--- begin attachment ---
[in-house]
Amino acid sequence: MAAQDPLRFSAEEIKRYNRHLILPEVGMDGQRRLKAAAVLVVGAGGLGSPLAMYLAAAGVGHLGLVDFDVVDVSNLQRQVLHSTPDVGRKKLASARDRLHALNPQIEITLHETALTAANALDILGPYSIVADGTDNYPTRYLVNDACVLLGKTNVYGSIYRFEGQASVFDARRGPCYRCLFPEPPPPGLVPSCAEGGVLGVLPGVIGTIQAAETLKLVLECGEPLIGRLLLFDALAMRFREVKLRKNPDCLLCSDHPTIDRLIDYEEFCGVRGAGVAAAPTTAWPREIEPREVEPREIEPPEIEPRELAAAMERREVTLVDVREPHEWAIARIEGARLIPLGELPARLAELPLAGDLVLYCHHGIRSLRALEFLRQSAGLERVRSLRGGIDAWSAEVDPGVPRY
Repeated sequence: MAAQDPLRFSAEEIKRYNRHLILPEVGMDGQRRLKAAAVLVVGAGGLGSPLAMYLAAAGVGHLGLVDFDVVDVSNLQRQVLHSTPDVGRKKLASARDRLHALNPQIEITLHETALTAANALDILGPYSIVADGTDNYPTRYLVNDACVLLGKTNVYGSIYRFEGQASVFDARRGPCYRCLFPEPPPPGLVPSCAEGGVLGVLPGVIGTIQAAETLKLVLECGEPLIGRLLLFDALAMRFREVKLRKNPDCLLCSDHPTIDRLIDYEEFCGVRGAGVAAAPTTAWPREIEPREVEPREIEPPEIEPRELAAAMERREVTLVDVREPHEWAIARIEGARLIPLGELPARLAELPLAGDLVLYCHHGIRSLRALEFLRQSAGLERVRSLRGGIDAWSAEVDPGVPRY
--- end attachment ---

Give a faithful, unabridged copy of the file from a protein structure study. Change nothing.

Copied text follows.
[in-house]
Amino acid sequence: MAAQDPLRFSAEEIKRYNRHLILPEVGMDGQRRLKAAAVLVVGAGGLGSPLAMYLAAAGVGHLGLVDFDVVDVSNLQRQVLHSTPDVGRKKLASARDRLHALNPQIEITLHETALTAANALDILGPYSIVADGTDNYPTRYLVNDACVLLGKTNVYGSIYRFEGQASVFDARRGPCYRCLFPEPPPPGLVPSCAEGGVLGVLPGVIGTIQAAETLKLVLECGEPLIGRLLLFDALAMRFREVKLRKNPDCLLCSDHPTIDRLIDYEEFCGVRGAGVAAAPTTAWPREIEPREVEPREIEPPEIEPRELAAAMERREVTLVDVREPHEWAIARIEGARLIPLGELPARLAELPLAGDLVLYCHHGIRSLRALEFLRQSAGLERVRSLRGGIDAWSAEVDPGVPRY
Repeated sequence: MAAQDPLRFSAEEIKRYNRHLILPEVGMDGQRRLKAAAVLVVGAGGLGSPLAMYLAAAGVGHLGLVDFDVVDVSNLQRQVLHSTPDVGRKKLASARDRLHALNPQIEITLHETALTAANALDILGPYSIVADGTDNYPTRYLVNDACVLLGKTNVYGSIYRFEGQASVFDARRGPCYRCLFPEPPPPGLVPSCAEGGVLGVLPGVIGTIQAAETLKLVLECGEPLIGRLLLFDALAMRFREVKLRKNPDCLLCSDHPTIDRLIDYEEFCGVRGAGVAAAPTTAWPREIEPREVEPREIEPPEIEPRELAAAMERREVTLVDVREPHEWAIARIEGARLIPLGELPARLAELPLAGDLVLYCHHGIRSLRALEFLRQSAGLERVRSLRGGIDAWSAEVDPGVPRY